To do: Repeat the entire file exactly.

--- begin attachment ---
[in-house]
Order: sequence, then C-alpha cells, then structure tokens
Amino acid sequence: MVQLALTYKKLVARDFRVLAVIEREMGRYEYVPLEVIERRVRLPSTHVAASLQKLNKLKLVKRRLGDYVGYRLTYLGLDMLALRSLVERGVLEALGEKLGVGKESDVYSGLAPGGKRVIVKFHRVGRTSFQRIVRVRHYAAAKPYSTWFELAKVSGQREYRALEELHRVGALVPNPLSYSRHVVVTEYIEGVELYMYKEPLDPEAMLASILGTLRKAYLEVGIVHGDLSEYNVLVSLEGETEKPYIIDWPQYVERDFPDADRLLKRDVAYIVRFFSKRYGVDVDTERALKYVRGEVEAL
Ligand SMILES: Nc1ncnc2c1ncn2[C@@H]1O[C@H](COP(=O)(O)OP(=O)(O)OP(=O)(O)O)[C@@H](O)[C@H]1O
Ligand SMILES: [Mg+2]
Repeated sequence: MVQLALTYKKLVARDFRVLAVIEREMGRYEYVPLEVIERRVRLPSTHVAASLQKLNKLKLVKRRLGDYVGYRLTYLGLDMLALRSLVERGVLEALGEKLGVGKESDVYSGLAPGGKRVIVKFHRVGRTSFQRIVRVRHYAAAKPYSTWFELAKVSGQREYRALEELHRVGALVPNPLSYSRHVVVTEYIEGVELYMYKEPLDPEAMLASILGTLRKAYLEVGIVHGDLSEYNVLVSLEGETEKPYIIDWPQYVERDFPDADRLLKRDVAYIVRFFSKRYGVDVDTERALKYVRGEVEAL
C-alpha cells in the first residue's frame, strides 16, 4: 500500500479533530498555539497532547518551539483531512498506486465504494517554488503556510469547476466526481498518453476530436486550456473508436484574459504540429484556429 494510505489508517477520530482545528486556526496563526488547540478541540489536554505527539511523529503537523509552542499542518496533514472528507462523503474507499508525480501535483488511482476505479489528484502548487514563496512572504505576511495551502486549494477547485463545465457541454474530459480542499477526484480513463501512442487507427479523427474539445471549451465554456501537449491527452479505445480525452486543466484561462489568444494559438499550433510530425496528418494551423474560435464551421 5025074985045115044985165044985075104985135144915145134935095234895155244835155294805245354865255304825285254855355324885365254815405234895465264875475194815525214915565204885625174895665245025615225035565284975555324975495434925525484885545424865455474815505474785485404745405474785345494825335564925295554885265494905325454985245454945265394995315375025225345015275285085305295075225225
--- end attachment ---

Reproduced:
[in-house]
Order: sequence, then C-alpha cells, then structure tokens
Amino acid sequence: MVQLALTYKKLVARDFRVLAVIEREMGRYEYVPLEVIERRVRLPSTHVAASLQKLNKLKLVKRRLGDYVGYRLTYLGLDMLALRSLVERGVLEALGEKLGVGKESDVYSGLAPGGKRVIVKFHRVGRTSFQRIVRVRHYAAAKPYSTWFELAKVSGQREYRALEELHRVGALVPNPLSYSRHVVVTEYIEGVELYMYKEPLDPEAMLASILGTLRKAYLEVGIVHGDLSEYNVLVSLEGETEKPYIIDWPQYVERDFPDADRLLKRDVAYIVRFFSKRYGVDVDTERALKYVRGEVEAL
Ligand SMILES: Nc1ncnc2c1ncn2[C@@H]1O[C@H](COP(=O)(O)OP(=O)(O)OP(=O)(O)O)[C@@H](O)[C@H]1O
Ligand SMILES: [Mg+2]
Repeated sequence: MVQLALTYKKLVARDFRVLAVIEREMGRYEYVPLEVIERRVRLPSTHVAASLQKLNKLKLVKRRLGDYVGYRLTYLGLDMLALRSLVERGVLEALGEKLGVGKESDVYSGLAPGGKRVIVKFHRVGRTSFQRIVRVRHYAAAKPYSTWFELAKVSGQREYRALEELHRVGALVPNPLSYSRHVVVTEYIEGVELYMYKEPLDPEAMLASILGTLRKAYLEVGIVHGDLSEYNVLVSLEGETEKPYIIDWPQYVERDFPDADRLLKRDVAYIVRFFSKRYGVDVDTERALKYVRGEVEAL
C-alpha cells in the first residue's frame, strides 16, 4: 500500500479533530498555539497532547518551539483531512498506486465504494517554488503556510469547476466526481498518453476530436486550456473508436484574459504540429484556429 494510505489508517477520530482545528486556526496563526488547540478541540489536554505527539511523529503537523509552542499542518496533514472528507462523503474507499508525480501535483488511482476505479489528484502548487514563496512572504505576511495551502486549494477547485463545465457541454474530459480542499477526484480513463501512442487507427479523427474539445471549451465554456501537449491527452479505445480525452486543466484561462489568444494559438499550433510530425496528418494551423474560435464551421 5025074985045115044985165044985075104985135144915145134935095234895155244835155294805245354865255304825285254855355324885365254815405234895465264875475194815525214915565204885625174895665245025615225035565284975555324975495434925525484885545424865455474815505474785485404745405474785345494825335564925295554885265494905325454985245454945265394995315375025225345015275285085305295075225225